Many seemingly enlightened companies make substantial invests in people development. They give their employees for technical training, soft skills training, and management training. They feel in equipping their human assets using the skills and competencies required for success on the job, and therefore are willing to spend money for it. If only which was enough.
The different options are a fortune on training and grooming management candidates for advancement. But no matter how skilled people are, they’re not going to go above the middle ranks of management unless they are also assertive.
Studies show that only five to twenty per cent from the human population is assertive. Yet you will observe that nearly all top managers are assertive.
So why do very few employers send their new managers for assertiveness training? Many view assertiveness like a personality trait that a fortunate not many are either born with or develop throughout their childhood. They assume people either are assertive or they’re not. They don’t see assertiveness like a group of skills that may be developed.
What is assertiveness?
Assertiveness is just the ability to operate for yourself without stepping on anyone else’s toes. It means communicating your interests in a manner that is apparent, direct, specific, and considerate. It is the “Golden Mean” between passive and aggressive. If you cannot operate for yourself, you are passive. If you can stand up on your own but overlook the rights and feelings of others, you may be aggressive.
Most people taking assertiveness training are passive rather than aggressive. Passive people might have unsatisfactory and unbalanced relationships, with no cooperation of healthy interpersonal relationships. They might regret their lack of assertiveness and resent others. They may also suffer from low self-esteem and depression.
Assertive individuals have positive self-esteem. They enjoy fulfilling relationships based on open communication and mutual respect. They be responsible for their feelings, statements, and actions. Assertive people operate on their own, exercising their rights while recognising the rights and opinions of others. Why wouldn’t every company want almost all their managers to become assertive?
You will find three common skill sets that assertive people use. The very first is a chance to say “no”.
Lots of people find it hard to ignore a request. There may be cultural norms at play here, but let’s not blame culture entirely. The truth is people often say “yes” when they want to say “no” as they do not wish to offend your partner or seem disagreeable. But the ability to say “no” helps us protect our most valuable commodity: time.
There are many ways to say “no” without causing offence, plus they can be learned and practiced. For instance, simply adding grounds for your refusal, or offering an alternative, can make your “no” more palatable.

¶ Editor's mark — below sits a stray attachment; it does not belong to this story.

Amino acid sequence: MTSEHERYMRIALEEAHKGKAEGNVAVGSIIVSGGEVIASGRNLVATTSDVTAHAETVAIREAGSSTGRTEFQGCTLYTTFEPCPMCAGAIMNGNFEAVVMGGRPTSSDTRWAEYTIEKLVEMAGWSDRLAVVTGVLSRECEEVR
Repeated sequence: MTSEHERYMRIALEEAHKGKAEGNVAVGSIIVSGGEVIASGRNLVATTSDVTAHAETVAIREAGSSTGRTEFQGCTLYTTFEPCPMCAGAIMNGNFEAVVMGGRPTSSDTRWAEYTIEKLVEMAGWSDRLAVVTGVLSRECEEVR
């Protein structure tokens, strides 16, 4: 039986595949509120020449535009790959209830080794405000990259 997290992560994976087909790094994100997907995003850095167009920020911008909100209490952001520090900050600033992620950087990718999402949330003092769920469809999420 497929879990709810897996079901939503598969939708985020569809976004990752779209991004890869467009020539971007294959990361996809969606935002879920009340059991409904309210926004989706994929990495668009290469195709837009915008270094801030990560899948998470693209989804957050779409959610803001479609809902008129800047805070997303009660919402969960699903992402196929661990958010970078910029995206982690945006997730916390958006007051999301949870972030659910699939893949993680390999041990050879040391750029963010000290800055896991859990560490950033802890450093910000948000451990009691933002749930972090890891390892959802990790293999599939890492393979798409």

A second area of assertiveness may be the capability to ask. People often neglect to request things they need or want because they do not wish to trouble others, or appear incapable or demanding. Yet they are entitled to many of these things they’re reluctant to ask for.
Imagine a new manager being reluctant to people for assistance, or feeling too inhibited to delegate effectively. Fortunately, She can learn how to ask without imposing by asking in a good time, being direct, and smiling. Most importantly, frame your request in the other person’s perspective – make it easy for him to say “yes.”
There’s more to assertiveness than being able to ask and say “no.” Another set of skills may be the capability to craft assertive messages. Suppose your boss does something you realize is inappropriate. Will you speak out or neglected? A chance to stand up for ourselves is advantageous in a wide range of situations.
Along with learning to communicate assertively, we are able to learn to act assertively. This requires eliminating unassertive behaviours, gestures, and speech patterns and replacing them with assertive and confident ones.
Try and stop passive behaviours such as avoiding eye contact, slouching, speaking too softly, and being indecisive. Avoid passive speech patterns such as rambling or uncertain statements, making frequent justifications or apologies, and putting yourself down.
Adopt assertive behaviours such as maintaining good posture, looking people within the eye, moving with full confidence and purpose, and being decisive. Consult with authority and also at a relaxed pace, express your requirements clearly and directly, and be considerate of others.
By treating assertiveness like a group of skills and behaviours that can be learned, companies can help develop their managers to succeed in the highest quantity of an organisation.
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